A cost analysis of the first year after stroke - early triage and inpatient rehabilitation may reduce long term costs

Swiss Med Wkly. 2008 Aug 9;138(31-32):459-65.


Aim of the study: To analyse the costs of stroke in the first year covered by insurance companies and to correlate them with the clinical outcome data.

Methods: We contacted the insurance companies of 172 consecutive stroke patients of a single institution cohort for a detailed report of the stroke costs. A complete data set over one year was obtained from 131 patients (76%).

Results: Severity of stroke was significantly associated with increasing total costs (p = 0.0002). The rehabilitation clinic made up 37% of the total costs followed by nursing home with 21% and acute hospital with 21%. Mean cost of stroke per patient was 31,115 CHF in the first year. Costs per patient for inpatient rehabilitation were similar to those for the nursing home after one year; however, the Barthel-index of patients with inpatient rehabilitation increased by 42 +/- 29 points as compared to patients without inpatient rehabilitation by 23 +/- 26 points (p <0.05), and 86% resp. 81% of patients with inpatient stroke rehabilitation lived independently after 6 and 12 months respectively.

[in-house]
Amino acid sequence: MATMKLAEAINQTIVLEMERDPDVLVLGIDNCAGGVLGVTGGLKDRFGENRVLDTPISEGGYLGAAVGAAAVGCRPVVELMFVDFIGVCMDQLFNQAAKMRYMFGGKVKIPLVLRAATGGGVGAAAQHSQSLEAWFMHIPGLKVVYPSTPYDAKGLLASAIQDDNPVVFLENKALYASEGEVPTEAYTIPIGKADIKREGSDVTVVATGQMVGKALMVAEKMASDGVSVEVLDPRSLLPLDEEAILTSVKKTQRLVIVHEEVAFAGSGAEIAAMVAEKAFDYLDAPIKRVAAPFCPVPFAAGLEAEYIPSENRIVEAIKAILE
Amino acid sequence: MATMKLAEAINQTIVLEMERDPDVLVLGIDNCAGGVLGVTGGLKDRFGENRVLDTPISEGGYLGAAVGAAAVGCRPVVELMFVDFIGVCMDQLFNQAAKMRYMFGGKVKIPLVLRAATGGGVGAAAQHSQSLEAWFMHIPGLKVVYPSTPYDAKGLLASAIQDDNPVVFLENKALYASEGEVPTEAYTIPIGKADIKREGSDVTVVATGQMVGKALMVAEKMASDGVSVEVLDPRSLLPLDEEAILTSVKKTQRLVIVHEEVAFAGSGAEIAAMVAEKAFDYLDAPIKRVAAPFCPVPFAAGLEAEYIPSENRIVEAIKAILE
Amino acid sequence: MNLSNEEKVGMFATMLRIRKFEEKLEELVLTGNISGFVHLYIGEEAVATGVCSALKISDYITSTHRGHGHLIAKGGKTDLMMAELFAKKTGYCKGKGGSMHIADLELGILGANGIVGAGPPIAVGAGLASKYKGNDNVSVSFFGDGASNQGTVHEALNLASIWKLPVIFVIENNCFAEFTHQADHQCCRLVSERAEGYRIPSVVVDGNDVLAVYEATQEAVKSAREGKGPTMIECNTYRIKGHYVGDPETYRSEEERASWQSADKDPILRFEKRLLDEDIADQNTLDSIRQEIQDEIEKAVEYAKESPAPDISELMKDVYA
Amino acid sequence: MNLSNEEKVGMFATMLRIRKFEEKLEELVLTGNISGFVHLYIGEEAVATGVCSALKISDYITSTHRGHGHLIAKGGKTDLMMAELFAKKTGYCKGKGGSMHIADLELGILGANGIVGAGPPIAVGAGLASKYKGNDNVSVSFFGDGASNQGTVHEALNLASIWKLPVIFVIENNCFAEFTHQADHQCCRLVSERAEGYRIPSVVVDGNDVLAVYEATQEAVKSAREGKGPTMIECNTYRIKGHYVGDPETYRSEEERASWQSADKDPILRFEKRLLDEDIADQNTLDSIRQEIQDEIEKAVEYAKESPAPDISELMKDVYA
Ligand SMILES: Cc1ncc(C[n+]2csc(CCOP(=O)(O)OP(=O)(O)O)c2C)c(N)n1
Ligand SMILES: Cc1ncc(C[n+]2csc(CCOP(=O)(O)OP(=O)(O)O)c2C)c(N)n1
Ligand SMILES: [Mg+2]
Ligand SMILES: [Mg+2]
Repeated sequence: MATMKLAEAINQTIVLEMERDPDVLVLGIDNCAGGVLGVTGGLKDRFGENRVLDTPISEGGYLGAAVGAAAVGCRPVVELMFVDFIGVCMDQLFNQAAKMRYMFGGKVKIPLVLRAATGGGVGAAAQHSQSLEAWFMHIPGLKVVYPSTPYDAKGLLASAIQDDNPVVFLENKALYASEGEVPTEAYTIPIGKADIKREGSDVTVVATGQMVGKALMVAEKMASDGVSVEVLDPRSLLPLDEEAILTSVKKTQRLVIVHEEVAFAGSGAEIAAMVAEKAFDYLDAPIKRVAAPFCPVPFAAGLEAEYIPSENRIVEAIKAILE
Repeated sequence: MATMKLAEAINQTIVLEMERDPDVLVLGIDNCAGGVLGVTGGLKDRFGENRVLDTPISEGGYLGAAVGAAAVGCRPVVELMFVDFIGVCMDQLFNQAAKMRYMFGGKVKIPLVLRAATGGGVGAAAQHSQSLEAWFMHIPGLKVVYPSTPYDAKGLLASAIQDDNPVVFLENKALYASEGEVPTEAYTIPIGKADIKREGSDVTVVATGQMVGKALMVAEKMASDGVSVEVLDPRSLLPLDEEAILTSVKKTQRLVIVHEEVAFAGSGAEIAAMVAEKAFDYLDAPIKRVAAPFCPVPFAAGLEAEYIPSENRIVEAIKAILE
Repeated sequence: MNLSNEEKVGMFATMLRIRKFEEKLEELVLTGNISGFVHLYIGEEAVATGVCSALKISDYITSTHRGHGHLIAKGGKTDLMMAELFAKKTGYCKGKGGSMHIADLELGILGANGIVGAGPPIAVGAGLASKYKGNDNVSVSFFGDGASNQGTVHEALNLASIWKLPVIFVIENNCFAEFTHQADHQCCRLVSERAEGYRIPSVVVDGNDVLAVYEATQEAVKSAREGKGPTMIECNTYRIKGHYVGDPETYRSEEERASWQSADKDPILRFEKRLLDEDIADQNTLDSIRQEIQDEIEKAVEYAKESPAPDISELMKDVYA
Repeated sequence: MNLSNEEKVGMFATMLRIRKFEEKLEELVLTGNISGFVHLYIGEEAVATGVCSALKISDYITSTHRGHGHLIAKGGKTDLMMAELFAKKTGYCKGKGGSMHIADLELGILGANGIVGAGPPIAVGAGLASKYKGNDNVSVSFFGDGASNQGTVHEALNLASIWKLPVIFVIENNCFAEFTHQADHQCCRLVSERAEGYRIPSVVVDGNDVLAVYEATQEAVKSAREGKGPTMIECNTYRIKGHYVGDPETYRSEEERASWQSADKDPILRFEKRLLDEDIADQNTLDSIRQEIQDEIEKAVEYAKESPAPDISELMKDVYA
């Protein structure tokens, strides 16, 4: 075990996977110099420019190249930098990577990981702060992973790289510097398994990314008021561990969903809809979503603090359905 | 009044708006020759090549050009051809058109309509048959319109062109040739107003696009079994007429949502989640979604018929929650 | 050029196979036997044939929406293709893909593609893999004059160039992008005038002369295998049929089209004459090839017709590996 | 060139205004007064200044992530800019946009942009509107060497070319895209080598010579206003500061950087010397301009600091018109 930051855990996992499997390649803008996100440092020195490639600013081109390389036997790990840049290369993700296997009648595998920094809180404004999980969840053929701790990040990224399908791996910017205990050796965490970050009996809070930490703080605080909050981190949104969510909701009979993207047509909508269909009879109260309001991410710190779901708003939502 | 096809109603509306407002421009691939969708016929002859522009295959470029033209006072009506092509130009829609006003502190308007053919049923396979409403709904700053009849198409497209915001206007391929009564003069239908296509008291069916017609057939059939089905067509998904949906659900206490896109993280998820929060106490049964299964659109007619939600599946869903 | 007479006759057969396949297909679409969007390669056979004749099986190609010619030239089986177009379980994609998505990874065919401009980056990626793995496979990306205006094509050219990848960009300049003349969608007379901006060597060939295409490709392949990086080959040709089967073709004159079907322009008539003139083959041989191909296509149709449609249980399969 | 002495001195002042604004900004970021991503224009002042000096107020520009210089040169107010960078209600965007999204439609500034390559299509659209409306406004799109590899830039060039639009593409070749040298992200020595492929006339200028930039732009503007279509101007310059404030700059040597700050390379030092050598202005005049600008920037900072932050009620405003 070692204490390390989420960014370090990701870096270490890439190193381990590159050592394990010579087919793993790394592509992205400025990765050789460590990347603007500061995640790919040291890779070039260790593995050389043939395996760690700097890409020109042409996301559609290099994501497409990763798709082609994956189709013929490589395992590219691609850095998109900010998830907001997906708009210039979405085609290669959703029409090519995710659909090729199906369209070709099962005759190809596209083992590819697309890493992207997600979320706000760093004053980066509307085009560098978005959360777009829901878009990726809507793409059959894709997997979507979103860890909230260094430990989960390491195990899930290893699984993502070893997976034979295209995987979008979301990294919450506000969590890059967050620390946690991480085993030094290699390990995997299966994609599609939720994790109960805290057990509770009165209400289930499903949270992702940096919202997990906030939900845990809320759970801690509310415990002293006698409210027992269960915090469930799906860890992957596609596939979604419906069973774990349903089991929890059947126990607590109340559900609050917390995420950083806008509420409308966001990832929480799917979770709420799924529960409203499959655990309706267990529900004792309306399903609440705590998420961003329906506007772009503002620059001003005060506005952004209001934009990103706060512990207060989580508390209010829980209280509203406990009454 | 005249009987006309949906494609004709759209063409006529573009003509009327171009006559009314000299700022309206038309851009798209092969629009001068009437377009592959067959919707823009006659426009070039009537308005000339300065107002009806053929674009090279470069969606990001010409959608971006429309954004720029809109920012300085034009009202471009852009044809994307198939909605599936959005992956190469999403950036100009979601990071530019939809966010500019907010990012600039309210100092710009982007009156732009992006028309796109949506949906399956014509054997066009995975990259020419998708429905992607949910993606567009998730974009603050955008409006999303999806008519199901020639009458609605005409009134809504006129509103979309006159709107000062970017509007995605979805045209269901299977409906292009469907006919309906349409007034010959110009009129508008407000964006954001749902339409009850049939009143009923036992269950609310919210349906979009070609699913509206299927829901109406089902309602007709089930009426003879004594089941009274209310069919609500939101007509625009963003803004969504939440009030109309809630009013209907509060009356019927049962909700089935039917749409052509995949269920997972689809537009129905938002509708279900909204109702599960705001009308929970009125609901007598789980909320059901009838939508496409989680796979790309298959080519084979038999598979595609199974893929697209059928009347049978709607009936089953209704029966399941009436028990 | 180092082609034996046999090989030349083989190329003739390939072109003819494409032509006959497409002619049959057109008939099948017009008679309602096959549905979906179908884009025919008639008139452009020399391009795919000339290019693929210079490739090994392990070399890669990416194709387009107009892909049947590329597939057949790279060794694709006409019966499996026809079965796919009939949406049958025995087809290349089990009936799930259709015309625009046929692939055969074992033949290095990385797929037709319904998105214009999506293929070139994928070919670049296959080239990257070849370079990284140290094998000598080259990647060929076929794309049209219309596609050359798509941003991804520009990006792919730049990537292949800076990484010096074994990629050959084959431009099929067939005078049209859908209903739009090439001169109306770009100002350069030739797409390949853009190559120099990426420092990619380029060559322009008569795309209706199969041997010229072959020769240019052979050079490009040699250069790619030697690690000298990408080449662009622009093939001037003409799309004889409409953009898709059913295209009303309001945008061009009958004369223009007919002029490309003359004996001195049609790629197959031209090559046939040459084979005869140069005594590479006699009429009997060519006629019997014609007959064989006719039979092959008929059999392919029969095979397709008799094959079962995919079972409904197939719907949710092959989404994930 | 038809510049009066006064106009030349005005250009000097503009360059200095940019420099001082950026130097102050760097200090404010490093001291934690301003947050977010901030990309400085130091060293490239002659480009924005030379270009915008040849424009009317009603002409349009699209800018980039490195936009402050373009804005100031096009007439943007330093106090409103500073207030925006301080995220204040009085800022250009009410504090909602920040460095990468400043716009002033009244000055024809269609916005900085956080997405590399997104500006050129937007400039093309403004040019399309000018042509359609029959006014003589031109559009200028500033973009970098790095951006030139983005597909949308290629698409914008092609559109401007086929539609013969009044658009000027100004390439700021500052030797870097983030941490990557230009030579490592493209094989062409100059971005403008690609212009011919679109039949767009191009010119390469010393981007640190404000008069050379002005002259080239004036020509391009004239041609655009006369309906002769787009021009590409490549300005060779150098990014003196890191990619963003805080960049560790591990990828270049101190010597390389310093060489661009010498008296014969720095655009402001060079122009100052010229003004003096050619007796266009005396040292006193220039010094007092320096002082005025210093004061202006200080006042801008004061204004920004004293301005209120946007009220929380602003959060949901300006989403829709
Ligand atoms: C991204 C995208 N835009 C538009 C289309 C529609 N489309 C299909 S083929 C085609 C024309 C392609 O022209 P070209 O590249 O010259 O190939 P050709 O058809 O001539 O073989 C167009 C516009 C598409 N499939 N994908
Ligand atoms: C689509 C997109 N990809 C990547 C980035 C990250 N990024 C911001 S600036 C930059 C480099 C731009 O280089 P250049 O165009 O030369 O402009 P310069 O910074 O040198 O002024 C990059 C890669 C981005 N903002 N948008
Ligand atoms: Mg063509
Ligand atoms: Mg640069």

Conclusions: The high level of independence after inpatient stroke rehabilitation underlines the importance of patient selection and/or rehabilitation. Therefore, long-term stroke costs may be significantly reduced by an early and careful triage in the case management after stroke and a case-dependent investment in initial costly appearing inpatient rehabilitation.

Publication types

  • Research Support, Non-U.S. Gov't

MeSH terms

  • Aged
  • Cohort Studies
  • Cost-Benefit Analysis
  • Costs and Cost Analysis*
  • Female
  • Health Care Costs
  • Health Status Indicators
  • Hospitalization / economics*
  • Humans
  • Inpatients*
  • Male
  • Prospective Studies
  • Stroke / drug therapy
  • Stroke / economics*
  • Stroke Rehabilitation*
  • Switzerland
  • Time Factors
  • Triage*